By Suy SE, AFP/Choam Krovean
Wielding handmade bamboo baskets and nylon nets, hundreds of people waded thigh-deep into a muddy lake in eastern Cambodia for an annual fish-catching ceremony where only traditional tools are used.
The ceremony is held each year in eastern Tboung Khmum province after the crop harvest to commemorate the countryâ€™s proud fishing history, said local chief Uch Yoeun.
The event â€“ held in Choam Korvean commune, about 250km (155 miles) from the capital Phnom Penh â€“ attracts hundreds of farmers from
They carry weaved baskets of different shapes, eager to try their hand at trapping the freshwater catfish and snakehead fish in the muddy Boeung Kroam lake.
â€śIt has been a tradition since our ancestorsâ€™ time,â€ť Uch Yoeun said, adding that only one rule applies in this mass fishing event.
â€śWe only allow traditional fishing tools to be used.â€ť
Authorities guarded Boeung Kroam lake for more than a month before the event â€“ to prevent illegal fishing and ensure there would be enough to catch at event.
Â It kicked off in the early morning with hundreds of villagers racing to the lake, sporting straw hats and traditional scarves to shield themselves from the blazing sun.
The mood was light-hearted and many opted to grill the morningâ€™s catch by the lake over a smouldering fire.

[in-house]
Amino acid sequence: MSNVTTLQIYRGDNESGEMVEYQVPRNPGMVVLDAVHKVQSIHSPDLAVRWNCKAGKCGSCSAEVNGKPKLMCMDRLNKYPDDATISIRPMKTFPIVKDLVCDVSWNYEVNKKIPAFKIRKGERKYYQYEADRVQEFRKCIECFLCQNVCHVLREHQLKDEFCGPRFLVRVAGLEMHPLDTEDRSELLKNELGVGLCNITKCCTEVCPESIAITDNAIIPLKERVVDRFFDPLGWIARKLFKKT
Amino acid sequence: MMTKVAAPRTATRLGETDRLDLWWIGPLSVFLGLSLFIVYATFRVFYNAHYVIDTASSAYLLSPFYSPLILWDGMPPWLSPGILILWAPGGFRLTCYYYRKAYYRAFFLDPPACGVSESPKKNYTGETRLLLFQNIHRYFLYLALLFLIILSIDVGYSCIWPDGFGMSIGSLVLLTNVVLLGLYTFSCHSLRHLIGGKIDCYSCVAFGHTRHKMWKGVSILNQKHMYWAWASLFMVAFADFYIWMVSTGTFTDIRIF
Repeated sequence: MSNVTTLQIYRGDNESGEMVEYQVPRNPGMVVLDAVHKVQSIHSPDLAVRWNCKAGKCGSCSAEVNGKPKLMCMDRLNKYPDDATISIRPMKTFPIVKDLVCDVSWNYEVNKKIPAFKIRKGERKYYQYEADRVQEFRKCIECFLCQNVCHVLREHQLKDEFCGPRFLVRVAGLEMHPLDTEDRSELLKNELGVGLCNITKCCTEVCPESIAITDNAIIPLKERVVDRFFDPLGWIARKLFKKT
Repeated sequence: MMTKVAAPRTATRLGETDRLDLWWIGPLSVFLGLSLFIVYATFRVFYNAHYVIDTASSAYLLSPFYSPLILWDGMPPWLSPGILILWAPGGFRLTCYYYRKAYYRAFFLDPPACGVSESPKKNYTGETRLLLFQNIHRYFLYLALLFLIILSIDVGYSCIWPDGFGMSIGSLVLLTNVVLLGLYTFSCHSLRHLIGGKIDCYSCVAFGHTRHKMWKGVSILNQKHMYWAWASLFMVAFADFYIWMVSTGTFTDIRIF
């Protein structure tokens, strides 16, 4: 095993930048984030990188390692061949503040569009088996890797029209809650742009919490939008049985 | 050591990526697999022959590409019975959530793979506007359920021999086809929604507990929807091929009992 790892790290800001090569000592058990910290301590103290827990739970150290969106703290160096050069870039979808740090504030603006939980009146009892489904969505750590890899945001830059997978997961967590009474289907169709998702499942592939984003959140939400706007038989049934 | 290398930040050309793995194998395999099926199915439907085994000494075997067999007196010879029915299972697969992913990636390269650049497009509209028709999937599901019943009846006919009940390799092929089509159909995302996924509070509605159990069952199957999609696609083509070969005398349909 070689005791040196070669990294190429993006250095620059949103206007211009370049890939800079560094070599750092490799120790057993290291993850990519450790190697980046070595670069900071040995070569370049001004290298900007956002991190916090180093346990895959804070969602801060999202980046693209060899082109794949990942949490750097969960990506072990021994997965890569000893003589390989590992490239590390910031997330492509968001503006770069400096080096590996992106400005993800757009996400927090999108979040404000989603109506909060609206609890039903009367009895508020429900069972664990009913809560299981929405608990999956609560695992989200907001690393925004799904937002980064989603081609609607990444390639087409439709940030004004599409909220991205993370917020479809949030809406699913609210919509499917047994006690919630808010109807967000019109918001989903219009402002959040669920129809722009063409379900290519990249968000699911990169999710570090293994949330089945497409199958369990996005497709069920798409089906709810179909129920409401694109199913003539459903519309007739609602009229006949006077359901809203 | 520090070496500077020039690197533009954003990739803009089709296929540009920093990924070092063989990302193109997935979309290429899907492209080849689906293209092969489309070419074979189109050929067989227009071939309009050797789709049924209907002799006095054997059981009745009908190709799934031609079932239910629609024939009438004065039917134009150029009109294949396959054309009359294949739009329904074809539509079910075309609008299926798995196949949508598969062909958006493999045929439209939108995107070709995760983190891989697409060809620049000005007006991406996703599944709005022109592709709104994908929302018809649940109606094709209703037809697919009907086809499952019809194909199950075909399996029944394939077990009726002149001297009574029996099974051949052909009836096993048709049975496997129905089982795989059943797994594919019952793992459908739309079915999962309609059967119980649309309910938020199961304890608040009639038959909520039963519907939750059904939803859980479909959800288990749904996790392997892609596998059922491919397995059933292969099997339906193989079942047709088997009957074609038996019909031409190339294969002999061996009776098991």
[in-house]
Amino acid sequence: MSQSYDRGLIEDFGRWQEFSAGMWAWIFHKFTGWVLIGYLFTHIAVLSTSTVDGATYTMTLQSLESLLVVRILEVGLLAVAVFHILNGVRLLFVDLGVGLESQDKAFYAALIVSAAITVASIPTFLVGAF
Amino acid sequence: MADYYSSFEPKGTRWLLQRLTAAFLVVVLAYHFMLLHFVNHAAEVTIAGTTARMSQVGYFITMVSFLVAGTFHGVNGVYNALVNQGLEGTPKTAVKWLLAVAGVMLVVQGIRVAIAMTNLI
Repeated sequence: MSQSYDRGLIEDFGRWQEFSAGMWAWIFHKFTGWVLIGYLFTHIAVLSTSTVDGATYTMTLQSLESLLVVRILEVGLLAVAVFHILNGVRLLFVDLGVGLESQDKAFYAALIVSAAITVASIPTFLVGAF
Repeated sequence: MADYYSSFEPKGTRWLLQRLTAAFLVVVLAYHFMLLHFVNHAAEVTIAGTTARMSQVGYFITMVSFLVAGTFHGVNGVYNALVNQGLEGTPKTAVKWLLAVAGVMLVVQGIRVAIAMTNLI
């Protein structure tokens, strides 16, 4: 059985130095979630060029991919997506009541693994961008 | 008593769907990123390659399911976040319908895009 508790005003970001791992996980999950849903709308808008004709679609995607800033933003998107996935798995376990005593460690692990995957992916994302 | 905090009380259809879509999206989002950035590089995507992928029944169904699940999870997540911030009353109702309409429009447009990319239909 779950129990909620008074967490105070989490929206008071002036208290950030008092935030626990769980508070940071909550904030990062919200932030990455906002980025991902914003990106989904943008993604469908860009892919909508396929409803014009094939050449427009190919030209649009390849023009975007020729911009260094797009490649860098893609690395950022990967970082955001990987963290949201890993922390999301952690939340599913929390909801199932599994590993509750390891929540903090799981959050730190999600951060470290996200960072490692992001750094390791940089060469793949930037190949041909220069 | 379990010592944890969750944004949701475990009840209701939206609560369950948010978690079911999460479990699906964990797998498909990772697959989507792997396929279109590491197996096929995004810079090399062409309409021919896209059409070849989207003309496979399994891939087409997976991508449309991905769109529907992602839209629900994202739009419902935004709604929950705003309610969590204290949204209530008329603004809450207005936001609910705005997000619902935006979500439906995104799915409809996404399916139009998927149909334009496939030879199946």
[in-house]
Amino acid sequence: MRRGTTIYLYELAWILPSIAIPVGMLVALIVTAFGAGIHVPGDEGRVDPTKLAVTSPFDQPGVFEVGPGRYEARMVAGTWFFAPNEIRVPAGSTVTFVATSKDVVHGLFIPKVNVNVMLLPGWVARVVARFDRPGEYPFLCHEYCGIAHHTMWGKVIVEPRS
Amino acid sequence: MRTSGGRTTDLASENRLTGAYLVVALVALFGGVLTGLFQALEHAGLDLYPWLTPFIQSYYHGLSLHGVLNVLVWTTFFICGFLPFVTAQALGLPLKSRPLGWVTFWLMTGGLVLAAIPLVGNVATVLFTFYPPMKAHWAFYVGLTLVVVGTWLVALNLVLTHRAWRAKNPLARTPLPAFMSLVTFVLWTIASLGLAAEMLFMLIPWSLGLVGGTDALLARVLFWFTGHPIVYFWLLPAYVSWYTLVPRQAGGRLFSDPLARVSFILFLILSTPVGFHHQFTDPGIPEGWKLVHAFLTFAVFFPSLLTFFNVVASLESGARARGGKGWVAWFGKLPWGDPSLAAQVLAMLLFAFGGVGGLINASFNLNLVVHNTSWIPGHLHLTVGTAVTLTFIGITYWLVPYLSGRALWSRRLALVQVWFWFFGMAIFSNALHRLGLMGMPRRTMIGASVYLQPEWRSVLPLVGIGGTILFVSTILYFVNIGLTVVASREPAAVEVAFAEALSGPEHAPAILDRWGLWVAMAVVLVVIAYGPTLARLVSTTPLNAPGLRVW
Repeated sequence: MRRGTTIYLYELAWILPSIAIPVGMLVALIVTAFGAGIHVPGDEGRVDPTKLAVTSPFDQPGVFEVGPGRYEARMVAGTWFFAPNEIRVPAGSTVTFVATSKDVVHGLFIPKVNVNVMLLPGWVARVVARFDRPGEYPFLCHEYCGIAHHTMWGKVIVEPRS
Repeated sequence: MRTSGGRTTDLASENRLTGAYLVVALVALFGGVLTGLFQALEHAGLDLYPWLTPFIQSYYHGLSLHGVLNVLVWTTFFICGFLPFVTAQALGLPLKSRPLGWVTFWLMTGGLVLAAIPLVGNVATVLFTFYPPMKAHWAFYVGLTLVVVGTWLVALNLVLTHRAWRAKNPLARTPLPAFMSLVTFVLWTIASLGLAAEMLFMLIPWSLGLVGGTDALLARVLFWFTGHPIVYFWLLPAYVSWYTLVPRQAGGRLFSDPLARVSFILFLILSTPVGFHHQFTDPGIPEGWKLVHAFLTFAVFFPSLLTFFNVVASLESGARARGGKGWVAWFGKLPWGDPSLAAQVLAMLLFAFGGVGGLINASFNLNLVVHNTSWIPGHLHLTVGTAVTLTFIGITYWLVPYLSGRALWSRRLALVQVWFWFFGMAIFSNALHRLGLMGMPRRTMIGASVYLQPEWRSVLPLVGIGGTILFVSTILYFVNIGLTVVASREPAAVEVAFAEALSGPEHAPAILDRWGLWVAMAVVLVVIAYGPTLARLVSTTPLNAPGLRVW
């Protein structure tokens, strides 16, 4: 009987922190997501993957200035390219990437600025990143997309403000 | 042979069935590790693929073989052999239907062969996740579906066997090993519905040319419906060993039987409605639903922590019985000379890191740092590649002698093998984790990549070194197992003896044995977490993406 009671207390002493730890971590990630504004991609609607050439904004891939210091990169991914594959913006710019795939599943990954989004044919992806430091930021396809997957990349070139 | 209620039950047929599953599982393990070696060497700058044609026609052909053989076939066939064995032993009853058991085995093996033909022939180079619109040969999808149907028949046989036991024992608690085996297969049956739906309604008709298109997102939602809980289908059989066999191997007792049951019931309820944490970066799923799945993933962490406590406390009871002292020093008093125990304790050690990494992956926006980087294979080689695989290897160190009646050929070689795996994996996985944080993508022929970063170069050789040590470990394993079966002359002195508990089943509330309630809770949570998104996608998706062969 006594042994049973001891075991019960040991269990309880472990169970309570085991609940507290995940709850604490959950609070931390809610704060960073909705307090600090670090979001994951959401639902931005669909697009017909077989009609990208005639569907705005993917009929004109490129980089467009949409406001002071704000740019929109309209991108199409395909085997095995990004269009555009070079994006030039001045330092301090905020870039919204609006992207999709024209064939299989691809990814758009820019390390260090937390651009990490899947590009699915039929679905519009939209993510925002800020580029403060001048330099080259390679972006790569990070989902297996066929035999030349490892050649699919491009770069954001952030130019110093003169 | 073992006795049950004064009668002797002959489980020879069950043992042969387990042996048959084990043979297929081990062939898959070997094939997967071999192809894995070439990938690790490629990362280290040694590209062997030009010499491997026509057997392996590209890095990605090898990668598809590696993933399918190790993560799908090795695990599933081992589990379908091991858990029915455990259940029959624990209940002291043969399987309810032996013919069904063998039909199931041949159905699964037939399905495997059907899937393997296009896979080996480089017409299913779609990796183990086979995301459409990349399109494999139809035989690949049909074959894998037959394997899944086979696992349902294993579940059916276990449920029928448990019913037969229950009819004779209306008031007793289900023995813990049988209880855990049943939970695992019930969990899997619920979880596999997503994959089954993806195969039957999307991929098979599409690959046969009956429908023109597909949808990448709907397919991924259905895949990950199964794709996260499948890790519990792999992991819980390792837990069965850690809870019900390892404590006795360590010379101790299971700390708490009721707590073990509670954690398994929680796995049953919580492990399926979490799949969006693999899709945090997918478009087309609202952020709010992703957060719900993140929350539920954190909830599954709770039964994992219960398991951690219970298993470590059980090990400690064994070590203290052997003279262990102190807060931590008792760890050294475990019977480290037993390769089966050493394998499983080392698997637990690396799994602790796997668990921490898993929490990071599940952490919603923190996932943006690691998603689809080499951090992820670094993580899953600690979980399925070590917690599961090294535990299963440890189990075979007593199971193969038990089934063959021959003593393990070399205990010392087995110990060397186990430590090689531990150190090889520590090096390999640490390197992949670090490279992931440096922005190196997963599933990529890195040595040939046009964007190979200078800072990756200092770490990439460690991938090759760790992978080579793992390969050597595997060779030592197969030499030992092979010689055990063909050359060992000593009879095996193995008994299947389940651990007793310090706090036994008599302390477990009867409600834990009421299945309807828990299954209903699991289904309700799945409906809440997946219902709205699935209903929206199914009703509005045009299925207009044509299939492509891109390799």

But for villagers who had attended the event for several years, the dayâ€™s haul proved disappointing.
â€śBefore, there were bigger fish,â€ť said Chin Khoung, 50. â€śNow the fish are small and thereâ€™s less (of them).â€ť
The Southeast Asian country, which boasts the mighty Mekong river and its many tributaries, is heavily reliant on fish as a major source of protein for its population.
About 40% of the population depend on fishing for their
But fish stocks have declined in recent years due to hydropower dams built upstream in Cambodia and neighbouring countries, and the increase of illegal fishing methods, said Om Savath, who heads the Fisheries Action Coalition Team (FACT), which promotes sustainable resource management.
Using techniques like electrocution, â€śthey can catch a lot of fish in a short time, but it is disastrous in the long term,â€ť Savath said.
The fish-catching ceremony in Choam Krovean is important because it helps to â€śraise awareness in communities about the use of family methods in fishing,â€ť he said.